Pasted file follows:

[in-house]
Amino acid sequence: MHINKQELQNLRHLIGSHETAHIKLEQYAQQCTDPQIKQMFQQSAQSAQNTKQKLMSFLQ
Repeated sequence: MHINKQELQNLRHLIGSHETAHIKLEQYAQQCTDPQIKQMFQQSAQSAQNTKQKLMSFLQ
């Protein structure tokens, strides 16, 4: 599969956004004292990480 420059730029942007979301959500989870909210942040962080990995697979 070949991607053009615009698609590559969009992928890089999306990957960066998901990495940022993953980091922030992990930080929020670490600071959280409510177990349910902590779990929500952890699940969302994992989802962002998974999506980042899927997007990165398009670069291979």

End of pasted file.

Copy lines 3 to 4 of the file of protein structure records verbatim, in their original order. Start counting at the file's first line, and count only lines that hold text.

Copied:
Repeated sequence: MHINKQELQNLRHLIGSHETAHIKLEQYAQQCTDPQIKQMFQQSAQSAQNTKQKLMSFLQ
């Protein structure tokens, strides 16, 4: 599969956004004292990480 420059730029942007979301959500989870909210942040962080990995697979 070949991607053009615009698609590559969009992928890089999306990957960066998901990495940022993953980091922030992990930080929020670490600071959280409510177990349910902590779990929500952890699940969302994992989802962002998974999506980042899927997007990165398009670069291979």